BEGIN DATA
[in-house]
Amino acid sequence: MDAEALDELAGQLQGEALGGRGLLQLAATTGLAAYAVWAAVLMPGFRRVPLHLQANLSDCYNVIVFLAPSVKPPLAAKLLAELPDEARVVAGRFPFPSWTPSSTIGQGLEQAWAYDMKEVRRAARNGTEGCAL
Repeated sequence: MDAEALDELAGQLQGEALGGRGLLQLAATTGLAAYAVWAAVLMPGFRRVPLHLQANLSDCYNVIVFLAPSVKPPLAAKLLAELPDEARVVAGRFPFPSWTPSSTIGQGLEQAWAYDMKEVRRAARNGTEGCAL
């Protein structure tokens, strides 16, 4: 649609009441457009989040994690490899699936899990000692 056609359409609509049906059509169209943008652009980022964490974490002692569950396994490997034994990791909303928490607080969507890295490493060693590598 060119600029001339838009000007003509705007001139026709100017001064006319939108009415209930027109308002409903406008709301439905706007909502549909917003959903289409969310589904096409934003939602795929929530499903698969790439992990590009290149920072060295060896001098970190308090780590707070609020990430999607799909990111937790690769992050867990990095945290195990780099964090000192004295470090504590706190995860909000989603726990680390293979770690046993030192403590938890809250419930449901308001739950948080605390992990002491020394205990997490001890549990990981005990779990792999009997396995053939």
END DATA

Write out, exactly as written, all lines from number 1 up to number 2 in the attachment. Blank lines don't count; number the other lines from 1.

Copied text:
[in-house]
Amino acid sequence: MDAEALDELAGQLQGEALGGRGLLQLAATTGLAAYAVWAAVLMPGFRRVPLHLQANLSDCYNVIVFLAPSVKPPLAAKLLAELPDEARVVAGRFPFPSWTPSSTIGQGLEQAWAYDMKEVRRAARNGTEGCAL